Japan’s interest in N.L. about more than fishery

Published on April 24, 2014

Japan and Newfoundland and Labrador already have strong economic ties, but there are areas with potential for further development.
During a visit to St. John’s Thursday, Tatsuo Arai, the Consulate General of Japan at Montreal, said the potential spans the fishery, mining and tourism sectors.
The offshore oil industry is another area Japanese companies are interested in, he said.

“In the oil industry, you have great potential here,” Arai told The Telegram.

“So far no Japanese enterprises are involved. But in the future, Japanese enterprises might be interested in this, and why not?”

Japan, an island country forming an arc in the Pacific Ocean to the east of the Asian continent, is made up of four large islands — Honshu, Hokkaido, Kyushu and Shikoku — and many smaller islands. The country has a vibrant fishery that many coastal communities depend on, much like in Newfoundland.

But with a large population — Japan’s total population in November 2012 was 127,540,000 — and a great appetite for various fish species, the country is always looking for new outside supply sources for seafood.

Arai said species he believes are underdeveloped in Newfoundland, that could gain a foothold in the Japanese marketplace, include tuna, eels and seaweed.

“We eat a lot of fish, and Newfoundland exports many fish species to Japan,” he said. “Eel, for example, sometimes there is a shortfall. And here seaweed is not developed. Nobody pays attention to it. Already in Halifax they export seaweed to Japan.”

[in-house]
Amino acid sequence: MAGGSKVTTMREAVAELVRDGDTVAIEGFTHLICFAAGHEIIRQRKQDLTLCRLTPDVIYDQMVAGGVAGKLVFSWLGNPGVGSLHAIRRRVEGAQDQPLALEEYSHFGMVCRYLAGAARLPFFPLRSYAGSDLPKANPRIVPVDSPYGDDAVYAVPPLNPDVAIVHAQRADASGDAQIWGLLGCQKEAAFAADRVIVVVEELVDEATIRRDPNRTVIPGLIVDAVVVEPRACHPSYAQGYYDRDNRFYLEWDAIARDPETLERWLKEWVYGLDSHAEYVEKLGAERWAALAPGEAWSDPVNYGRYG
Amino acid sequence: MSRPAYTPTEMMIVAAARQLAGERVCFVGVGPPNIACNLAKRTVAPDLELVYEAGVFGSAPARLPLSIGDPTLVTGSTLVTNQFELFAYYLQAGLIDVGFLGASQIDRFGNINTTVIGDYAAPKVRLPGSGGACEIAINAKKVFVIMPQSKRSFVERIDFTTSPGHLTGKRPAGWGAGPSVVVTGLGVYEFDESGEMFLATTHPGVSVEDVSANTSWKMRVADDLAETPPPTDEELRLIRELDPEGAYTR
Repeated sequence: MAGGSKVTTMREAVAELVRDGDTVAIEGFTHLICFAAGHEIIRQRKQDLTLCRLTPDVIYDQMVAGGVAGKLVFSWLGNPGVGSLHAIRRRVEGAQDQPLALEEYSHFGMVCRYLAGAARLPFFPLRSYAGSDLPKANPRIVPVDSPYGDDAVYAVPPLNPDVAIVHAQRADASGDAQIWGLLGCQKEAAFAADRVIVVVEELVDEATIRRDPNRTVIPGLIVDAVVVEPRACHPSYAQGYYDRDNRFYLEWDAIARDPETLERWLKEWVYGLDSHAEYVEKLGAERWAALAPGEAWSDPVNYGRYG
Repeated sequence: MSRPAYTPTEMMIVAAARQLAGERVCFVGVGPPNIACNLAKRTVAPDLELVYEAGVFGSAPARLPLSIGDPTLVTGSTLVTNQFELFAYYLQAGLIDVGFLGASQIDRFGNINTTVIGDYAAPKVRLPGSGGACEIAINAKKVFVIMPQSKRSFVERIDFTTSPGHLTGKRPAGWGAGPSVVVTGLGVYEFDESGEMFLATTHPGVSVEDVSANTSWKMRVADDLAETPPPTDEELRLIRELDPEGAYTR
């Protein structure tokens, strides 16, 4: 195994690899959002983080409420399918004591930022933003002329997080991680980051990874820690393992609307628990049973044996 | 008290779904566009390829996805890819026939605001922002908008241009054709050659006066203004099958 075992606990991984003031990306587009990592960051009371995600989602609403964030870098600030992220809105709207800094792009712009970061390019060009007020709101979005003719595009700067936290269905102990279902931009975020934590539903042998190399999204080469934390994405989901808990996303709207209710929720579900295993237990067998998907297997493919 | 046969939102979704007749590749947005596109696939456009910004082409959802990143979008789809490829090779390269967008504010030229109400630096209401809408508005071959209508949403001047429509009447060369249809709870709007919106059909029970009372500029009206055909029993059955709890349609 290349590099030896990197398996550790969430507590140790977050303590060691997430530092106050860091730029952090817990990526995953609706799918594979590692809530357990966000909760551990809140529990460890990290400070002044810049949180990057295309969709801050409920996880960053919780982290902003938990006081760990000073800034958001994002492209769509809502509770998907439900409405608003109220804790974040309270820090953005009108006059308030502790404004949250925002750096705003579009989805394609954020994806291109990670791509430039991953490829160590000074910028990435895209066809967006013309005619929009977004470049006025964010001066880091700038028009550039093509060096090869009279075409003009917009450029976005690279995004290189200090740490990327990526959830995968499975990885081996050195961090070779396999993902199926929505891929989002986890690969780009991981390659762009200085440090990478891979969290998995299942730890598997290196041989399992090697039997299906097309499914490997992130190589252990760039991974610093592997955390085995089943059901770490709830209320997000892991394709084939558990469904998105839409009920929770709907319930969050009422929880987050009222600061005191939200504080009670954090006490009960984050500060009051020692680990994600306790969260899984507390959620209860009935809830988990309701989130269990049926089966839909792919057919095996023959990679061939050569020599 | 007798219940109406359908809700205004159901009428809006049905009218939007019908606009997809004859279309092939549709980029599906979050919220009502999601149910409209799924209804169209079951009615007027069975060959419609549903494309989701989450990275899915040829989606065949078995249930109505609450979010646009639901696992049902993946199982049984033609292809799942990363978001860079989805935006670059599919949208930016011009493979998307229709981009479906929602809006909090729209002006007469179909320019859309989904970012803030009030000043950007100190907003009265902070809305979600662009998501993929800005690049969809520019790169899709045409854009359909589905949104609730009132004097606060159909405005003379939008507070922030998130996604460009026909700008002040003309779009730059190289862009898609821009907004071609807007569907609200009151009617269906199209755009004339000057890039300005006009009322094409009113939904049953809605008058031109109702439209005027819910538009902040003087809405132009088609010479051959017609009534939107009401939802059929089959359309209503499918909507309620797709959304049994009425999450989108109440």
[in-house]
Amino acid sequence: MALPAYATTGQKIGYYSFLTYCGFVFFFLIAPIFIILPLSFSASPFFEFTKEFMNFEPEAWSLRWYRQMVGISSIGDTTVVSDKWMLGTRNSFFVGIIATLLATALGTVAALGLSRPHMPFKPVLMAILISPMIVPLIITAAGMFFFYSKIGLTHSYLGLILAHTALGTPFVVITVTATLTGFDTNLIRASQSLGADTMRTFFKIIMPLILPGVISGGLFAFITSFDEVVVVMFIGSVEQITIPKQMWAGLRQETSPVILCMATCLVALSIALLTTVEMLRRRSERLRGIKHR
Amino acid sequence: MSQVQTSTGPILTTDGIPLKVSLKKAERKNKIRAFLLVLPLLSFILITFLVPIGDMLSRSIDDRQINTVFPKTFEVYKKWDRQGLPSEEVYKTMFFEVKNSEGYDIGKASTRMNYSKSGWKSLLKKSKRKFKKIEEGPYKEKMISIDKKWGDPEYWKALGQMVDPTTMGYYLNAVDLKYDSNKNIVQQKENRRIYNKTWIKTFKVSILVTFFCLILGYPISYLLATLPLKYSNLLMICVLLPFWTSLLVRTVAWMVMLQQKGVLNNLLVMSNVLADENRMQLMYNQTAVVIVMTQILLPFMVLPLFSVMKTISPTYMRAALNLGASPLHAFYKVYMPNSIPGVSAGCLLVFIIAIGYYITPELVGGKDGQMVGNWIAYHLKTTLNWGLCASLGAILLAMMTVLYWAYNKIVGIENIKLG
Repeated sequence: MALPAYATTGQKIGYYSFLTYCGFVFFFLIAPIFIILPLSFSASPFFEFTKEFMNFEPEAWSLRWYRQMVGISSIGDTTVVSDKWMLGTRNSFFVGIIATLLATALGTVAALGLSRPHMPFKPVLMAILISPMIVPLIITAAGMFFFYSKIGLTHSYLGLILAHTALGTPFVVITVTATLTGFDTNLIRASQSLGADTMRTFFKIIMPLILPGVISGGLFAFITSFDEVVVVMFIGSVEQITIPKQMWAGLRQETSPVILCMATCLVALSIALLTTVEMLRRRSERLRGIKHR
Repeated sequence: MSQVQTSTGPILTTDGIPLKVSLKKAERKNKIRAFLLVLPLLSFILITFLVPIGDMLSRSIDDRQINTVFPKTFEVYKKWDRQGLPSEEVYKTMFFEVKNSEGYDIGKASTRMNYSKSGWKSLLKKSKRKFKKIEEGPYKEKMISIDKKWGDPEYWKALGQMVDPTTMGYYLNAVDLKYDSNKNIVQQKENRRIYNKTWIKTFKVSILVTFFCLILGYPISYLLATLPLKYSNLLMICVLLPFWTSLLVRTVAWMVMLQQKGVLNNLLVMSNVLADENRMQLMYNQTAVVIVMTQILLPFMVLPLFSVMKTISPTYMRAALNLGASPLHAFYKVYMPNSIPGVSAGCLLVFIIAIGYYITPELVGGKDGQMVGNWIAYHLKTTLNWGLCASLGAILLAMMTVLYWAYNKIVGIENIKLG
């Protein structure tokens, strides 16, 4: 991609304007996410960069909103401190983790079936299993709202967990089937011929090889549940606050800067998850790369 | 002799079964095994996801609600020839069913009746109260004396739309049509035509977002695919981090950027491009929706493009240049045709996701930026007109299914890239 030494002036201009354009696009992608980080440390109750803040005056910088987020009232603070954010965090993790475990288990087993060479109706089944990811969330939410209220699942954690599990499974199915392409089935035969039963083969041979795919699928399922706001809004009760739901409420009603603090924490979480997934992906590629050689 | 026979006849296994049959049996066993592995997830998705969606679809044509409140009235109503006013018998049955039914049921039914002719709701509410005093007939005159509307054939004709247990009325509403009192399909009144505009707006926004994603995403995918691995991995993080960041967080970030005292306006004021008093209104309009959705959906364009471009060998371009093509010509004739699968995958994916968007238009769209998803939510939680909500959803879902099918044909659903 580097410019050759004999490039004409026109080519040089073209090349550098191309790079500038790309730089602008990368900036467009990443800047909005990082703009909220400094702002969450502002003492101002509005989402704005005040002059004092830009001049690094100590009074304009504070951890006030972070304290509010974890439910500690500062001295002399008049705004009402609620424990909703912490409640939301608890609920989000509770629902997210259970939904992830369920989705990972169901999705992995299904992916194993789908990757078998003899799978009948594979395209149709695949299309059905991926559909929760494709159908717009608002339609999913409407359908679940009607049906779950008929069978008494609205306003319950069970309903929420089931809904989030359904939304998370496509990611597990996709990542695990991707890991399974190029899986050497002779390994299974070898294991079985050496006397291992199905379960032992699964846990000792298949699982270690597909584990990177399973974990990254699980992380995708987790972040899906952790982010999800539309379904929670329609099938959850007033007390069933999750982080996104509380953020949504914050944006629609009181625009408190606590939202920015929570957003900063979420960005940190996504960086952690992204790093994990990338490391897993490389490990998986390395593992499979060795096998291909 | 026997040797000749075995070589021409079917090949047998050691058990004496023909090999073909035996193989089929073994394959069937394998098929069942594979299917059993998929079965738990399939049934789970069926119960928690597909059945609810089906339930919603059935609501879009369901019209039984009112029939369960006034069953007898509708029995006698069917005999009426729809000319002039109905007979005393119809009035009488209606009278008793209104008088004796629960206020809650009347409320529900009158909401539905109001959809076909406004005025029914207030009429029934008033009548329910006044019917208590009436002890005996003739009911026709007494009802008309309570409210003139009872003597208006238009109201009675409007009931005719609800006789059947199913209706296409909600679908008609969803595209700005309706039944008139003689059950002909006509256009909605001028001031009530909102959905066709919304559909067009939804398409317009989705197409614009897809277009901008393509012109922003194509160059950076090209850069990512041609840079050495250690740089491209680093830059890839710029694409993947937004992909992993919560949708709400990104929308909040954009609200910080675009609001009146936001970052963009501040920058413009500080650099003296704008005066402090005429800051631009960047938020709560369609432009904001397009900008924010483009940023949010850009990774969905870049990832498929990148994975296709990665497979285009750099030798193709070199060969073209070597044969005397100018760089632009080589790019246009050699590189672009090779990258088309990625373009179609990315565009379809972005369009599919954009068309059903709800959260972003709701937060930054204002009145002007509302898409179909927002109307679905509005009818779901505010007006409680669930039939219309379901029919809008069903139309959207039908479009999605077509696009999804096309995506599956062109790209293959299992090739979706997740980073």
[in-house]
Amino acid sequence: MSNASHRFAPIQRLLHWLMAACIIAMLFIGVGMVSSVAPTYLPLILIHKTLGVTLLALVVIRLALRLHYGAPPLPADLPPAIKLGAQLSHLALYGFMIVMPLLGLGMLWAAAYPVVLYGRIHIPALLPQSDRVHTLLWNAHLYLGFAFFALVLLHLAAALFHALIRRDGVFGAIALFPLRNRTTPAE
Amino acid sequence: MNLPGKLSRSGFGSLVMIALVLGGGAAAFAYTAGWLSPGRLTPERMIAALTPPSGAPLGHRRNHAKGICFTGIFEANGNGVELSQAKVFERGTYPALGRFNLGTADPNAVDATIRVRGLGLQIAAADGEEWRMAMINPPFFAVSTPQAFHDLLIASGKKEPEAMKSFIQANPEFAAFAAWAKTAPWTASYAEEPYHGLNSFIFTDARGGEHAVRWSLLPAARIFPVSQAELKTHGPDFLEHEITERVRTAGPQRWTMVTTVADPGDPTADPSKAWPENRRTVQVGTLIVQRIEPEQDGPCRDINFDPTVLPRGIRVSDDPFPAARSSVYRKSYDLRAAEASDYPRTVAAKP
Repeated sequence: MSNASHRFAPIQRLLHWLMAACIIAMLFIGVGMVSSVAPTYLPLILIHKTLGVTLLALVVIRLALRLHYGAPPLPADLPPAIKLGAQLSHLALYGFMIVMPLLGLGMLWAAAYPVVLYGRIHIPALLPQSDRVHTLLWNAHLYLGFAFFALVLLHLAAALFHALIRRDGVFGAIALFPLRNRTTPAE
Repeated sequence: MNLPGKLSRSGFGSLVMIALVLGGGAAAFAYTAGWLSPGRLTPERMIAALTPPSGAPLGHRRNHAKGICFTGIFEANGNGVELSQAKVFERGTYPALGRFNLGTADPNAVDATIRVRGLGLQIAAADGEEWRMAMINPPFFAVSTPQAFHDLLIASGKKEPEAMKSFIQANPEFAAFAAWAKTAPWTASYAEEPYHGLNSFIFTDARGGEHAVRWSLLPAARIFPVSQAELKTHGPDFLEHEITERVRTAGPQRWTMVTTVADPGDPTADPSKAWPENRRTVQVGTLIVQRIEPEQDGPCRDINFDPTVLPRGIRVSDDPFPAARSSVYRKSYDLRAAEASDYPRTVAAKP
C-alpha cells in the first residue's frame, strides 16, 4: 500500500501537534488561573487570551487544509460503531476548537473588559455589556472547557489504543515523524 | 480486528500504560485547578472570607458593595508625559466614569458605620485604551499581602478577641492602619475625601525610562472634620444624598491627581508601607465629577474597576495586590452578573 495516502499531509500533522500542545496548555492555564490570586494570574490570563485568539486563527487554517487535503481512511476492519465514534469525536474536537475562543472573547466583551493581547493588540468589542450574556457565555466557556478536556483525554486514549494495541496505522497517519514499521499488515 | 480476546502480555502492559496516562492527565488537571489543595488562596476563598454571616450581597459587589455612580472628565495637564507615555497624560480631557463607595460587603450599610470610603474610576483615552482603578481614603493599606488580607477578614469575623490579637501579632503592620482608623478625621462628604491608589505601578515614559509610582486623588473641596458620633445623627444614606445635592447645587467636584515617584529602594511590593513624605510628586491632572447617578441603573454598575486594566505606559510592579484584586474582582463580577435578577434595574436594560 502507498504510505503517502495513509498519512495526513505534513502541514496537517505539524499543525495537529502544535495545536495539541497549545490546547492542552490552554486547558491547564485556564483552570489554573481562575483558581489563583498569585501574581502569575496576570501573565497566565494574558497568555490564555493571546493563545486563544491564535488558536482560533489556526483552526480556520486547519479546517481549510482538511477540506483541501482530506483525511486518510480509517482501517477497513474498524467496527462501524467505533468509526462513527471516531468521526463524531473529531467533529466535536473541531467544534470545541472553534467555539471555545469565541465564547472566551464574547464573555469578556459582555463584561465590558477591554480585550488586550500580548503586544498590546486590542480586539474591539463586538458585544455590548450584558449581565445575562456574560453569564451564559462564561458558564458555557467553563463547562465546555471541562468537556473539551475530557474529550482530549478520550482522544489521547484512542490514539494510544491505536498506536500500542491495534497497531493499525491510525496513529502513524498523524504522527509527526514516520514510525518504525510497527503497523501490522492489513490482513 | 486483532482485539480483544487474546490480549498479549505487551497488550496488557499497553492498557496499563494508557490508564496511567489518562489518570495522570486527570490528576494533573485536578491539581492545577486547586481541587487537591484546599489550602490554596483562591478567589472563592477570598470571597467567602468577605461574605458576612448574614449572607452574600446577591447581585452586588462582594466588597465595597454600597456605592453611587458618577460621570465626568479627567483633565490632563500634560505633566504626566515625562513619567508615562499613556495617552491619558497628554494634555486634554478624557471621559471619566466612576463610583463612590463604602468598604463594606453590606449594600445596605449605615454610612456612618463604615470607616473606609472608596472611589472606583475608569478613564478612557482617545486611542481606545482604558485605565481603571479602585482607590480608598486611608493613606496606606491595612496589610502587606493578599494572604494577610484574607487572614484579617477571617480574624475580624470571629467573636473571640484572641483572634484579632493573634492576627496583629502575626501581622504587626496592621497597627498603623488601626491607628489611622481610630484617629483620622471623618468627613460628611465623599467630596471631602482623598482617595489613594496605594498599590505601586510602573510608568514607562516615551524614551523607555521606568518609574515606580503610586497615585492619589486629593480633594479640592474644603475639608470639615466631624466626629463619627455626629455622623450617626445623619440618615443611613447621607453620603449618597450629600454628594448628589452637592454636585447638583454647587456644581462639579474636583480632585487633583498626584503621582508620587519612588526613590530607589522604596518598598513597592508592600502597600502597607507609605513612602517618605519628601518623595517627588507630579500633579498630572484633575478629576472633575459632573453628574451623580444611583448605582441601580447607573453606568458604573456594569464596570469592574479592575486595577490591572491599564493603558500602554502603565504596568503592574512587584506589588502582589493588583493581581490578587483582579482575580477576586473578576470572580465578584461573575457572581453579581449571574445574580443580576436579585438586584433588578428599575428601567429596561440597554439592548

Japanese fishery-related companies are also eyeing aquaculture in Newfoundland and Labrador with great interest, he noted.

“In aquaculture, there might be some possibility of a collaboration.”

Arai left St. John’s to travel to Labrador Thursday afternoon. Japan has for years imported a lot of iron ore from Labrador, and there are hopes for other deals in the province’s mining sector.

He added that Japanese people love to travel, and with better publicity in Japan on what Newfoundland and Labrador tourism has to offer, the province could become a key destination.

“The landscape is beautiful and there’s a unique history to Newfoundland and Labrador,” he said. “There is whale watching and iceberg watching. Iceberg watching is not known in Japan. If the people are informed, that will attract Japanese tourists.”

Arai noted that many young people from the province already are experiencing Japanese culture by taking part in the Japan Education Teaching program. It’s an exchange program in which young people have the opportunity to live in Japan for between one and five years to teach English in public schools.

Further programs, including more partnerships with Memorial University, he said, can be explored.